HEADQUARTERS DEPARTMENT OF THE NORTHWEST,
Milwaukee, Wis., December 19, 1864.
Honorable WILLIAM M. STONE,
Governor of Iowa, Does Moines, Iowa:
GOVERNOR: I have returned to General Sully, at Dubuque, certain papers with indorsement of General N. B. Baker, adjutant-general of Iowa, in relation to turning over to the U. S. military authorities certain prisoners charged to be guerrillas and bushwhackers who have been committing depredations in Southern Iowa and who were captured by a force of State militia. Of course, I am quite willing to take charge of these prisoners and make the necessary disposition of them by court-martial or military commission, but I would suggest to you that the effect would be infinitely better if these were tried and punished by the authorities of the State of Iowa. Having been captured by the State militia, acting under your orders, they are properly amenable to punishment by the authorities of the State. So long as these villainous bushwhackers and guerrillas understand that they are finally responsible only to the Federal authorities they will avail themselves of every opportunity in the absence of U. S. troops to invade Iowa and commit robbery and murder. Once let them understand that they will be promptly and summarily dealt with by the State authorities, and that Iowa is abundantly able to protect herself against them, or bring offenders to condign punishment by her own officers, and without delay for reference to the U. S. authorities, and I feel sure that your southern border will not long be infested by these rascals. I offer this suggestion for your consideration, and have directed General Sully to confer fully with you in this view, because I believe the measure suggested to be most conducive to the best interests of the State and to a permanent peace on the southern border. If, however, you think otherwise, or are not able to carry out this view, General Sully will take charge of the prisoners and make such disposition of them as seems best.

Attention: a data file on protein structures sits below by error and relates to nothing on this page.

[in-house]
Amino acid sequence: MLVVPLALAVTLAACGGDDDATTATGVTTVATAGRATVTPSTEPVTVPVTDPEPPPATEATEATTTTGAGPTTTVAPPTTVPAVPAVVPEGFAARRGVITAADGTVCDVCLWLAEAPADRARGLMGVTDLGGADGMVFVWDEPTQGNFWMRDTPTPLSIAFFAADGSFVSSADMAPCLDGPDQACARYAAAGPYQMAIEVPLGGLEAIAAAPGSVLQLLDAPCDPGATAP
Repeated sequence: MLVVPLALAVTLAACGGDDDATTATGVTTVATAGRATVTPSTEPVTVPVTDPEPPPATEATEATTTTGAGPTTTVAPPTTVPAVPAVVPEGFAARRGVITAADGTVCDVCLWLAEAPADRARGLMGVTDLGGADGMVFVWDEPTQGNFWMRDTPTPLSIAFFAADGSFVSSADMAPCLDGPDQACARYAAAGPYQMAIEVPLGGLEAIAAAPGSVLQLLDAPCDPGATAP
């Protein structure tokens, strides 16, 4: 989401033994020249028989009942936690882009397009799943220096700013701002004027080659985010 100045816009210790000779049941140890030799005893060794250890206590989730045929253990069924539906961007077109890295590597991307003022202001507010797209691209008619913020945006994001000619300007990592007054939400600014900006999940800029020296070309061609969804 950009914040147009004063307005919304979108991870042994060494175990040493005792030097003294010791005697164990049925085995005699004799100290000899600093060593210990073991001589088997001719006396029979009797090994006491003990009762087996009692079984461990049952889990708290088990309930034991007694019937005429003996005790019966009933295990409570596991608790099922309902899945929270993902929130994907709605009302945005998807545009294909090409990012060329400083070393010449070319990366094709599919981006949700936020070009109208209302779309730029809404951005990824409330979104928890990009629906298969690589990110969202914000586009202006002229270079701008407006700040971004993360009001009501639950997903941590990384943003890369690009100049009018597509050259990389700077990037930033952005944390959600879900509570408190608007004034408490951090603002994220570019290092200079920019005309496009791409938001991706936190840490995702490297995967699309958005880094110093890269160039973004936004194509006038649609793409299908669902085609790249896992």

I am, governor, respectfully, your obedient servant,
HDQRS. MILITARY DIVISION OF WEST MISSISSIPPI,
OFFICE OF THE CHIEF SIGNAL OFFICER,
New Orleans, La., December 20, 1864.
Lieutenant Colonel C. T. CHRISTENSEN,
Asst. Adjt. General, Mil. Div. of West Mississippi, New Orleans, La.:
SIR: I have the honor to submit to your consideration a statement of the information received at this office this 20th day of December, 1864, from the following sources, a report from Captain A. O. Marsh, Memphis, Tenn., December 12, 1864; a report from Captain F. H. Man, acting assistant adjutant-general, Morganza, December 18, 1864:
Mississippi: At Corinth about 7,000 Confederate troops are assembled, fortifying the place, General Roddey reported to be in command. From Grand Junction, Tenn., to Jackson, Tenn., thence to Corinth, Miss., there is telegraphic communication. General Wirt Adams has transferred his headquarters from Holly Springs to Panola, Miss. Rebel deserters report daily in Memphis. Their long hiding in swamps to avoid conscription disqualifies them from rendering any positive or reliable statements about military movements, but their reports concur that a general and increasing dissatisfaction prevails through the rebel ranks.